Six Stupid process controls

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Last week’s column introduced a new process design technique — the Six Stupid methodology. Six Stupid is based on the well known phenomenon that a group of people is dumber than its stupidest member.

In contrast to Six Sigma, which reduces variance to six standard deviations from the mean, Six Stupid designs processes based on what one person can put on one PowerPoint slide and persuade the other five team members will work really, really well.

One correspondent, reading the column, suggested I trademark the name, reserve www.sixstupid.com, and charge big bucks for seminars. Hey, if you’re willing to pay …

Another, more serious-minded than the first, pointed out that in both of the situations I described (a furniture order that could only be routed from Shipping to Restocking by way of my Manhattan apartment, and an air travel experience that nearly forced me to fly from New York to Florida by way of a blizzard zone), the companies had out-of-control processes.

True enough. My guess, though, is that they were out of control by design, in that nobody ever thought to build controls into them. And in the absence of good process controls, the only control left is the process itself — following the steps, which guarantees frequent horrible outcomes.

Business processes have six possible goals — perhaps “points of optimization” would be a better way to say it. They are: Reducing overhead costs, reducing unit costs, improving throughput, decreasing cycle time, adding excellence (the ability to adapt to unexpected circumstances, add nifty product features and otherwise do cool stuff), and increasing quality (reducing the number of out-of-specification outputs).

A good process control is nothing more than one of these goals, expressed as a number instead of a sentence. Putting process controls in place lets every participant know which goals to pay attention to, and, as a consequence, that it’s the goals, not the steps, that matter most.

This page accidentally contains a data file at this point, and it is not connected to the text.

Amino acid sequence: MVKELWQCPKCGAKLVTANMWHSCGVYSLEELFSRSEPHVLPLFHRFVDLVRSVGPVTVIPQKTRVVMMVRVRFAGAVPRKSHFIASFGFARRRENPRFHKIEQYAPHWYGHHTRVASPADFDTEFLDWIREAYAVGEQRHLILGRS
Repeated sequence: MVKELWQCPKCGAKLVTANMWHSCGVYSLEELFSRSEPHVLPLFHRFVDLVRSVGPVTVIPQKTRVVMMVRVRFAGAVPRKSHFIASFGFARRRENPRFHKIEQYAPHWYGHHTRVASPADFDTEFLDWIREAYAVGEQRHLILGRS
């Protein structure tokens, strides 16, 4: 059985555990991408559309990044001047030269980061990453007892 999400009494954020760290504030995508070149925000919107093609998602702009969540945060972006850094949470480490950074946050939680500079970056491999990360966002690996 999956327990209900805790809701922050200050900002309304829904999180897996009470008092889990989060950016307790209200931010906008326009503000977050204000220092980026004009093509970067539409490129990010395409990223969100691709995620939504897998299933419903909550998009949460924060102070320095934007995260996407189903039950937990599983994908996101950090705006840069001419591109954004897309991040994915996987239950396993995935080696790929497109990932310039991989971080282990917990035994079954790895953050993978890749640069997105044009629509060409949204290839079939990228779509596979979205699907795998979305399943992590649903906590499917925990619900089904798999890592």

Six Stupid process designers don’t start by establishing the process goals. Instead, everyone on the design team operates from a different set of assumptions about what they’re trying to achieve. But that isn’t important, because all will agree their goal is to “do what makes sense.” That’s clear, isn’t it?

And so the design team toils away, eventually agreeing to a series of steps everyone is supposed to follow. Proud of their efforts they publish the flow chart and disband, leaving it to whoever supervises the workgroup to implement it. And since the process has no stated goal, the supervisor has little choice. The team’s instructions: Follow the steps, regardless of the consequences.

That’s how bureaucracy happens. What’s particularly sad is that when most of us deal with a bureaucracy, we blame the bureaucrats. But it isn’t their fault. They’ve been given clear instructions — just follow the steps, fill out the forms, dot the i’s and cross the t’s.

Compare this to a process that follows a more rational methodology than Six Stupid. The first step is to define inputs and outputs (and perhaps resources and constraints as well). The next is to decide on the goals. After that, the designers will ask the musical question, “How will anyone know if we’re heading in the right direction?”

That’s where metrics come from, or are supposed to come from at least. If the top process priority is throughput, the process will include information outputs that allow the process manager to measure it. If the second priority is unit cost, cost information will come out of the process as well.

Much more important than the metrics themselves is how they allow everyone to deal with the process when it’s in production. Compare the production employees in two rival companies.

Those in the first learn how the process works and the details of their individual responsibilities. Those in the second get more training. They’re told what the company is trying to achieve. “We’re trying to maximize throughput and minimize errors while keeping costs to an acceptable level.”

Even more important, they’re encouraged to think: “If something comes up where the process doesn’t fit the situation, figure out what will take care of things, do it, and then let your supervisor know about it.”

Which contrasts the difference between Six Stupid and intelligent forms of process design. Assemble six stupid people and they’ll figure they’re the only ones smart enough to figure out solutions. Put six smart people together and they’ll reach a very different conclusion. They’ll figure they can’t possibly be smart enough to anticipate everything that might happen.

They’ll also figure that when whatever it is does happen, grown adults can probably figure out reasonable ways to handle the situation … if they’re encouraged to do so.

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